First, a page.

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6 Strategies for Reading with Young Learners

July 24, 2018 by cymaster

Young learners love stories, and reading with young learners typically involves including a wide range of activities along with the reading itself. We read the images, read the text aloud, retell the story with our own words, and carry out a series of playful activities based on the text. However, a beautiful picture book isn't enough,  language teachers need extra materials to support their reading programmes and make them successful. If you would like to offer a full educational program to young learners, try pairing a good course book with Helbling Young Readers. One 32-page reader will provide enough materials, activities and games for at least 4 sessions.

You will get:

  • the story,
  • the illustrations,
  • a picture dictionary,
  • activities and games,
  • extra arts and crafts projects,
  • worksheets for Cambridge ESOL YLE  Exam Practice,
  • flashcards,
  • Big Books for shared reading,
  • and the audio recording in mp3 format.

Follow these six strategies and we guarantee that you will have a fun and successful young reading programme.

1 Shared group reading

Big Book Helbling Young Readers

Use the Helbling Young Readers BIG BOOKS: they are specially devised for shared reading. Make sure that your students have copies of the small editions too. This way they can reread the text alone or with their family or friends.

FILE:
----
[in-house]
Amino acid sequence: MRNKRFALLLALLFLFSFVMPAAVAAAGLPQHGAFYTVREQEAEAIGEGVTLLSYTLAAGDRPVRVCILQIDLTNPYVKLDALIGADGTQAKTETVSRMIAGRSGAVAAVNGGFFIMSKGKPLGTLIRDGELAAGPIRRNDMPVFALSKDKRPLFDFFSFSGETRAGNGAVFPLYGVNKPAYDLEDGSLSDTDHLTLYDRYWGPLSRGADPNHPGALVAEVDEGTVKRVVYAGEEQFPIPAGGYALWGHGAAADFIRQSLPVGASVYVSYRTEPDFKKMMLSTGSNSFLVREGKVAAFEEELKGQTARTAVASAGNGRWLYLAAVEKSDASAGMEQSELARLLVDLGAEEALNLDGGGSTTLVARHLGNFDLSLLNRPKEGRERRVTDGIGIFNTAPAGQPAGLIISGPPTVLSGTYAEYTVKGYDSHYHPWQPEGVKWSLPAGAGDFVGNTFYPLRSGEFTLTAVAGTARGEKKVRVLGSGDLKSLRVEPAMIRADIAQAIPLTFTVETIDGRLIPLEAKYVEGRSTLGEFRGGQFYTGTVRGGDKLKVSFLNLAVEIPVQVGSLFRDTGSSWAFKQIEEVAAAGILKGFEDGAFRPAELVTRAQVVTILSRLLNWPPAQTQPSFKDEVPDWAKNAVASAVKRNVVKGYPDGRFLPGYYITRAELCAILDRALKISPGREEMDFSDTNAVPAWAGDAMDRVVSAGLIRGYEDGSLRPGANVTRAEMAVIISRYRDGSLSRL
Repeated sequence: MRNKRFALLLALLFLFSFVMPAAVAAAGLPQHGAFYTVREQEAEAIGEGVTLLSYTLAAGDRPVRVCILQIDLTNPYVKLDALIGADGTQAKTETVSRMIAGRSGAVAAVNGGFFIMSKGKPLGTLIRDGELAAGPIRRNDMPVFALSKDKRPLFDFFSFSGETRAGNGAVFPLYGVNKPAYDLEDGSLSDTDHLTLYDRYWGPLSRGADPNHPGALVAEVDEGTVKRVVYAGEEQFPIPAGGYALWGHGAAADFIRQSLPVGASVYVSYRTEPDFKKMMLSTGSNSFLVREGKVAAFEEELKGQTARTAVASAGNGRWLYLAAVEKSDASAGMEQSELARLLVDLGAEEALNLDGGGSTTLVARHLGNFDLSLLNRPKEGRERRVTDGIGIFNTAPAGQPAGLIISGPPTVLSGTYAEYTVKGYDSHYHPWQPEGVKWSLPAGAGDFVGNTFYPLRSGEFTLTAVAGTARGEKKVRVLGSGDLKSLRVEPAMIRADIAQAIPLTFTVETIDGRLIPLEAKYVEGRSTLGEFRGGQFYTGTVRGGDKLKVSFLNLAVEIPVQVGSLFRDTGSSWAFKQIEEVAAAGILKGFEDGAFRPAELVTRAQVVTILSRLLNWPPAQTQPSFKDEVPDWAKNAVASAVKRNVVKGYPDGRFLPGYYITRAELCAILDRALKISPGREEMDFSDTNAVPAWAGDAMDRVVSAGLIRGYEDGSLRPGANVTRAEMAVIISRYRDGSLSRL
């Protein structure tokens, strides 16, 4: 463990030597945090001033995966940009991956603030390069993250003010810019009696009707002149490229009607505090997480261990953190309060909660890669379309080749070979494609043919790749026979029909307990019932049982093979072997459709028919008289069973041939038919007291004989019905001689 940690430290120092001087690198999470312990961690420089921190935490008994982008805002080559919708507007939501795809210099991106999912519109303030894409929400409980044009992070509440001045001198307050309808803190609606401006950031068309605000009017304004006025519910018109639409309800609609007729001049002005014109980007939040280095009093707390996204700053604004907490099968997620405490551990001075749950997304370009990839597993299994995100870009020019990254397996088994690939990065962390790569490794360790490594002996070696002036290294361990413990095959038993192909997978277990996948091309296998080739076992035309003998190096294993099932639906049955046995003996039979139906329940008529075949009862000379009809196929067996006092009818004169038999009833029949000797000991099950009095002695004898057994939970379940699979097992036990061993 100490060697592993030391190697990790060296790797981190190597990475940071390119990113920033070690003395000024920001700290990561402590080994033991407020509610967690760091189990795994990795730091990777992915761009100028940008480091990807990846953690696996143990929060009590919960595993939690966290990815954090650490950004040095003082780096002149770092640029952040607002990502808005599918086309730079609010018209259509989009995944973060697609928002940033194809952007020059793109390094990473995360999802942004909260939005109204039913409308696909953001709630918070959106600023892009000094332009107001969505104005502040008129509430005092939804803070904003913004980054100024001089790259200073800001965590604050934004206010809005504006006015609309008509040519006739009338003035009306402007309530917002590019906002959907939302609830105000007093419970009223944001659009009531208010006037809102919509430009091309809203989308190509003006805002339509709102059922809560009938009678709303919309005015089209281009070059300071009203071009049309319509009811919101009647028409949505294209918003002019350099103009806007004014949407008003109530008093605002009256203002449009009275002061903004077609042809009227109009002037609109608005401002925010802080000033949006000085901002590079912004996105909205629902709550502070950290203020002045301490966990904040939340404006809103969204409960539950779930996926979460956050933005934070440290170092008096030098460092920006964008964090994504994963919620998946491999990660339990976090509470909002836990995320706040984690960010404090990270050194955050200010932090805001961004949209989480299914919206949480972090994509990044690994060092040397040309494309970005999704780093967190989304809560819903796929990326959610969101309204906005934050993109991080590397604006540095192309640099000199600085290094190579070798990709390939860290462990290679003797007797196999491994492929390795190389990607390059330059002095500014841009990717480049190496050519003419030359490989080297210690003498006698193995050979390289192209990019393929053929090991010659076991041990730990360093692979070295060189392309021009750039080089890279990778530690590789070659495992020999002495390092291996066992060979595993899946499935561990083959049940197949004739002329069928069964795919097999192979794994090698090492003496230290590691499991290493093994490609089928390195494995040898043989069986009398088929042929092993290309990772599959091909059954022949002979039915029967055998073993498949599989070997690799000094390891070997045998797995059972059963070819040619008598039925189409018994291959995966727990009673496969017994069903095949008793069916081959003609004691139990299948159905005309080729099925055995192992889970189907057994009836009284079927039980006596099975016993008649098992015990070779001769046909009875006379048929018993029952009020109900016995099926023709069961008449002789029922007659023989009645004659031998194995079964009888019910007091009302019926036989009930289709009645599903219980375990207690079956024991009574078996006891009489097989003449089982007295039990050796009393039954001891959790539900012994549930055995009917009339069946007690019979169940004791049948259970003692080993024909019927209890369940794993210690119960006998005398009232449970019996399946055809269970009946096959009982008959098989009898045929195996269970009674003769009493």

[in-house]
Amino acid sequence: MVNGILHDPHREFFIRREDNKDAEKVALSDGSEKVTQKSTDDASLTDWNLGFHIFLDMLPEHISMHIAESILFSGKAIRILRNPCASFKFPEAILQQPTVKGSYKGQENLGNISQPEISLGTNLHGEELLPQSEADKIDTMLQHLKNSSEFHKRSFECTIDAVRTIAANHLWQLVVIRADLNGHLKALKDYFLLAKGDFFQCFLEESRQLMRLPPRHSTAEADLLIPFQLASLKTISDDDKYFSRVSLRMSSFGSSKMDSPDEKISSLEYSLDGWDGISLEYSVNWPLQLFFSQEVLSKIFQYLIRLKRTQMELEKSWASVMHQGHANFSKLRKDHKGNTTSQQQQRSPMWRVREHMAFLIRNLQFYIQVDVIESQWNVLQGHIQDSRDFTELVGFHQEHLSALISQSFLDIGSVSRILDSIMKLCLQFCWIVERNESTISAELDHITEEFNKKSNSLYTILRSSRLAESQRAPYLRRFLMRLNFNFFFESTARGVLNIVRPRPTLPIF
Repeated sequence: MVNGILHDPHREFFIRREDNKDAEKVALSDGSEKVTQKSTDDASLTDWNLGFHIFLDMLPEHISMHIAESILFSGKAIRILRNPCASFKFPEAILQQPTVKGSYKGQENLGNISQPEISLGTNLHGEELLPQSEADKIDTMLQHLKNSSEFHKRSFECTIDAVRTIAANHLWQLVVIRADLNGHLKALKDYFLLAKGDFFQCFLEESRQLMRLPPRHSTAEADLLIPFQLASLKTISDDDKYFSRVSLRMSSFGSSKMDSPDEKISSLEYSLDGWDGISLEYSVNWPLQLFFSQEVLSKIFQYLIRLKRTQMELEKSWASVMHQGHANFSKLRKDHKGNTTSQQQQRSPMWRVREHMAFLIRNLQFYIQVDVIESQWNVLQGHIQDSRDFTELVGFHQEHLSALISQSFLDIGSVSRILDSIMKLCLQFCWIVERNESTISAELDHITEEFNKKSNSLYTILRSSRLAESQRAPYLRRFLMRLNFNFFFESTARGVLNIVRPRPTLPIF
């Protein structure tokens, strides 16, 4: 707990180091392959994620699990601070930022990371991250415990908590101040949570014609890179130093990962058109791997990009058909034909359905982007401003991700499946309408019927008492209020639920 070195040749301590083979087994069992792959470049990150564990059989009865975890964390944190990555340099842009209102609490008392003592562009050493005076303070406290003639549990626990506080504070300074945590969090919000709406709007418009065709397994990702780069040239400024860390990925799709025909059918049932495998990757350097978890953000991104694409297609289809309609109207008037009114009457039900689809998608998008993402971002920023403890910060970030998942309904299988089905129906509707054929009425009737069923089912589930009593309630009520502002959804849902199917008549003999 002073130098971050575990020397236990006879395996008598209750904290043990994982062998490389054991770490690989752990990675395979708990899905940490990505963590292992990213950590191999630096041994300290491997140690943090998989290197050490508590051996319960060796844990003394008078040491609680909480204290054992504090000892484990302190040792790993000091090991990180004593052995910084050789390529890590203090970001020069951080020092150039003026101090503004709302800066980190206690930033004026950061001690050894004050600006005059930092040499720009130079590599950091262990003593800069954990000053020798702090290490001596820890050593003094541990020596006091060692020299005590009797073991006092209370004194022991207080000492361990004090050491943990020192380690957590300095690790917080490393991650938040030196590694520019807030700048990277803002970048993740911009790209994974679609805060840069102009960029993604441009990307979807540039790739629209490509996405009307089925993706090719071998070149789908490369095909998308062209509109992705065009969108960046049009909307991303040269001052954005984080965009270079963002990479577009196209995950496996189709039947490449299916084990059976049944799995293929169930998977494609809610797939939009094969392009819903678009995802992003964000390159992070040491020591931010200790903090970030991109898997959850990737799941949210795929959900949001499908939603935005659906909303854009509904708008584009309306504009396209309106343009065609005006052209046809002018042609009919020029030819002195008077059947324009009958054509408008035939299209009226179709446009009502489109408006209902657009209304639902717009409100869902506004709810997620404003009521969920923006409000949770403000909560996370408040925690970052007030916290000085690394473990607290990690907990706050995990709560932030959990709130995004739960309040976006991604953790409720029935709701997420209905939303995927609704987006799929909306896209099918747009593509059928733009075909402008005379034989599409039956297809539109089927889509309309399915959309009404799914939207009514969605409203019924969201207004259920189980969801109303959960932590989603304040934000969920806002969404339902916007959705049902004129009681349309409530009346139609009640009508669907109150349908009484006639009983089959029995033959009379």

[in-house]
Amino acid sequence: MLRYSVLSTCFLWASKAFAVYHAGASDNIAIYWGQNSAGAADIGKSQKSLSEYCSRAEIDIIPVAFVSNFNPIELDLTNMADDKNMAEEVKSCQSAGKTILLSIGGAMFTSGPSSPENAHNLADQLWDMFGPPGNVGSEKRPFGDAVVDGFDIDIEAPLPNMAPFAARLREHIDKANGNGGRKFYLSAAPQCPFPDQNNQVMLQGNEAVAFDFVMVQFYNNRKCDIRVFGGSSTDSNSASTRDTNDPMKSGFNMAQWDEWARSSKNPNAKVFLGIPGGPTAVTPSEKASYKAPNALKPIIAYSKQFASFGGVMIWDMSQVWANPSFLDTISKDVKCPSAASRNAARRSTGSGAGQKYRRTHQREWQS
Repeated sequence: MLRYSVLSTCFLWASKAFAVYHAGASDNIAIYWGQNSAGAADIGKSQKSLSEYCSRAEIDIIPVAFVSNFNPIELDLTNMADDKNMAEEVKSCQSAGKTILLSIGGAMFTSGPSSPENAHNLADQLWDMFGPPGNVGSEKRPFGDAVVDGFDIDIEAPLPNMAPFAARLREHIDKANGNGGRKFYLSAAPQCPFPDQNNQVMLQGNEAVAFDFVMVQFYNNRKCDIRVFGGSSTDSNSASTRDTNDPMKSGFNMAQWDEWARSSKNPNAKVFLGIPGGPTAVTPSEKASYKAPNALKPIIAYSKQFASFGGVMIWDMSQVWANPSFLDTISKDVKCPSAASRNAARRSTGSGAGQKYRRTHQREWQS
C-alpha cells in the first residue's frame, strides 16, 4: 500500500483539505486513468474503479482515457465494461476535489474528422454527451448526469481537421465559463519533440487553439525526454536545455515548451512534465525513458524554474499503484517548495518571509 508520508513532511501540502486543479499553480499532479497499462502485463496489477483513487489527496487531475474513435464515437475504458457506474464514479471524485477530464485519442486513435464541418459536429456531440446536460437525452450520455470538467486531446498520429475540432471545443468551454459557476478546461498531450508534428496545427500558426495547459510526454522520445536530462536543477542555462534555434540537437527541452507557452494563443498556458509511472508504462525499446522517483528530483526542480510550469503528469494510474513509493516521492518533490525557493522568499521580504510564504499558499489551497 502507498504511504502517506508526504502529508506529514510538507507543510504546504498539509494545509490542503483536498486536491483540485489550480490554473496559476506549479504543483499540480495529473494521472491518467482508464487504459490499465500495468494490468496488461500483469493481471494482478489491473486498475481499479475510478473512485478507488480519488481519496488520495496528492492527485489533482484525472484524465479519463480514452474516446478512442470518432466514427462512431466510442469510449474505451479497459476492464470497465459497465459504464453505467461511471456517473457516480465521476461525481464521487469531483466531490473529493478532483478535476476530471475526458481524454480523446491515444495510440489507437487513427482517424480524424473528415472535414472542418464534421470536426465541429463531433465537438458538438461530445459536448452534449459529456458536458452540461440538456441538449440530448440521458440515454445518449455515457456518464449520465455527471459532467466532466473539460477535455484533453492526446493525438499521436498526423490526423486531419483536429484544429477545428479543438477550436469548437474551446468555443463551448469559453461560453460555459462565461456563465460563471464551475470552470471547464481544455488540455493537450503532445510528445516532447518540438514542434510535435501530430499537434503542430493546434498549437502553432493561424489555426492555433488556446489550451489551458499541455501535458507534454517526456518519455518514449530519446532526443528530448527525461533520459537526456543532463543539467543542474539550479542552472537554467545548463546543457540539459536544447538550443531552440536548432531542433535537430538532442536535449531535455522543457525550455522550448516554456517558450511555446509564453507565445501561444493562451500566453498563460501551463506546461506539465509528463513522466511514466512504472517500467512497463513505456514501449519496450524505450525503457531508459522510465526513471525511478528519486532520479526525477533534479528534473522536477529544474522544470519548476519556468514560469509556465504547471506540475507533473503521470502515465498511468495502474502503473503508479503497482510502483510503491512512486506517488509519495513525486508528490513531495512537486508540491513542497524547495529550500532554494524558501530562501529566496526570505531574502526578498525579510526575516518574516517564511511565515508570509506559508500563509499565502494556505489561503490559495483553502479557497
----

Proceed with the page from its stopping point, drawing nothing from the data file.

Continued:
Why do it?

  • introduces reading as a fun, group activity
  • models fluency, intonation and
  • improves listening comprehension
  • connects listening, reading and visual literacy skills
  • presents and practises vocabulary in context
  • breaks down barriers for children struggling to read

How to do it?

  • Choose a reader.
  • Activate background knowledge and vocabulary.
  • Make predictions.
  • Read the text to your group.
  • Reread the text, inviting your students to join in the reading if they feel like it.

2 Read aloud and build a dialogue

Whether you are reading with one student or a group, take this simple and easy advice: slow down. Give enough time to your students to choose a book (offer 2 or 3 titles you have selected), give them enough time to study the book before you start reading, and give them enough time to observe the images.

Why do it?

  • Around the age of 5 or 6 young children are already familiar with picture books, and they have developed strategies to understand stories that are read to them. Storytelling gains more importance than ever before.
  • When you are reading aloud to children, your can give your full attention to them.
  • It revises vocabulary and introduces new words, phrases your students might not even know in their first language.
  • You can introduce simple reading techniques to very young children: book layout, page layout, speech bubbles, and they can identify letters and words.
  • When you are reading aloud, children learn to interpret images.

How to do it?

  • During the second or third reading of the story, let your students finish sentences.
  • Look back: from time to time, stop to ask questions about the story. ‘What happened to the kite before?’, or ‘Do you remember this girl?’.